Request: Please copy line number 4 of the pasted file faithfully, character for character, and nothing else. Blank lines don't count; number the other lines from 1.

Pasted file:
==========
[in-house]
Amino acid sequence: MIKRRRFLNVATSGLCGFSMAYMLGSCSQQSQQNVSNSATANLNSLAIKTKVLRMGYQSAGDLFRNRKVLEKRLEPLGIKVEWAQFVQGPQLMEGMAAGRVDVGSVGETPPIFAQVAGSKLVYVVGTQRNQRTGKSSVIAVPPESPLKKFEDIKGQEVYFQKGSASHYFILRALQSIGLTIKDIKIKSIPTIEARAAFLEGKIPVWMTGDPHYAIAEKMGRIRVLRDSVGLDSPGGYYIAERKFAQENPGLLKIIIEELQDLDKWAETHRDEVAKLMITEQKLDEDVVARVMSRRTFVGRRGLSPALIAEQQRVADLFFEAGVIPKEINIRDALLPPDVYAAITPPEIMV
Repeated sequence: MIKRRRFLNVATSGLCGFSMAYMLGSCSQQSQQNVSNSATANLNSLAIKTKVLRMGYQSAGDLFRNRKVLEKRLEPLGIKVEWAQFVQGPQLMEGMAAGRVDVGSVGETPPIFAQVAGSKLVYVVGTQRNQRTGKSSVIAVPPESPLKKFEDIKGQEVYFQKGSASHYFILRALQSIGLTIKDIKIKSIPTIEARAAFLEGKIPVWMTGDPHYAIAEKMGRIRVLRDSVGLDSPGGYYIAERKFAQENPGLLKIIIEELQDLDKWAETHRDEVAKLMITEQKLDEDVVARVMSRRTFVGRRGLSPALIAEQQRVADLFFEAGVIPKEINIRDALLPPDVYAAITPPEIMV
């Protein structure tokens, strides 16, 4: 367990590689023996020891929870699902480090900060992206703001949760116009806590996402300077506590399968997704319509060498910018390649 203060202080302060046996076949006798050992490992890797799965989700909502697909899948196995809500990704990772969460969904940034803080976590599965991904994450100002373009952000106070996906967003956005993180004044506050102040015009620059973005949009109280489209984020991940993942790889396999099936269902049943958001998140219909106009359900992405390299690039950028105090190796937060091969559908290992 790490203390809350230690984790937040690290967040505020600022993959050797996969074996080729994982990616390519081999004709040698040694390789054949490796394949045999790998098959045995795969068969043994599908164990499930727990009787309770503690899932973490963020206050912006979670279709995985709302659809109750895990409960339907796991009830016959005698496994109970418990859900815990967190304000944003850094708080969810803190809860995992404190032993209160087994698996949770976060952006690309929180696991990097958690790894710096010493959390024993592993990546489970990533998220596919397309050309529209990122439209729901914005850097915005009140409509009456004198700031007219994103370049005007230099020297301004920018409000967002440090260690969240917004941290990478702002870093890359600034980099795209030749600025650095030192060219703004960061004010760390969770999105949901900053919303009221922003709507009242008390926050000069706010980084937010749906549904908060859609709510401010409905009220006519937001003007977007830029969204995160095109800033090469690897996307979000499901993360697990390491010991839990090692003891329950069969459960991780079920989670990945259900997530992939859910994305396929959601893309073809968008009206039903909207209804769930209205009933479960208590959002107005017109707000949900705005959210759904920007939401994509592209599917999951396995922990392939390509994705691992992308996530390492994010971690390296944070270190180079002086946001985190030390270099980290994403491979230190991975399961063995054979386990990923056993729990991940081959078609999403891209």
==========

């Protein structure tokens, strides 16, 4: 367990590689023996020891929870699902480090900060992206703001949760116009806590996402300077506590399968997704319509060498910018390649 203060202080302060046996076949006798050992490992890797799965989700909502697909899948196995809500990704990772969460969904940034803080976590599965991904994450100002373009952000106070996906967003956005993180004044506050102040015009620059973005949009109280489209984020991940993942790889396999099936269902049943958001998140219909106009359900992405390299690039950028105090190796937060091969559908290992 790490203390809350230690984790937040690290967040505020600022993959050797996969074996080729994982990616390519081999004709040698040694390789054949490796394949045999790998098959045995795969068969043994599908164990499930727990009787309770503690899932973490963020206050912006979670279709995985709302659809109750895990409960339907796991009830016959005698496994109970418990859900815990967190304000944003850094708080969810803190809860995992404190032993209160087994698996949770976060952006690309929180696991990097958690790894710096010493959390024993592993990546489970990533998220596919397309050309529209990122439209729901914005850097915005009140409509009456004198700031007219994103370049005007230099020297301004920018409000967002440090260690969240917004941290990478702002870093890359600034980099795209030749600025650095030192060219703004960061004010760390969770999105949901900053919303009221922003709507009242008390926050000069706010980084937010749906549904908060859609709510401010409905009220006519937001003007977007830029969204995160095109800033090469690897996307979000499901993360697990390491010991839990090692003891329950069969459960991780079920989670990945259900997530992939859910994305396929959601893309073809968008009206039903909207209804769930209205009933479960208590959002107005017109707000949900705005959210759904920007939401994509592209599917999951396995922990392939390509994705691992992308996530390492994010971690390296944070270190180079002086946001985190030390270099980290994403491979230190991975399961063995054979386990990923056993729990991940081959078609999403891209």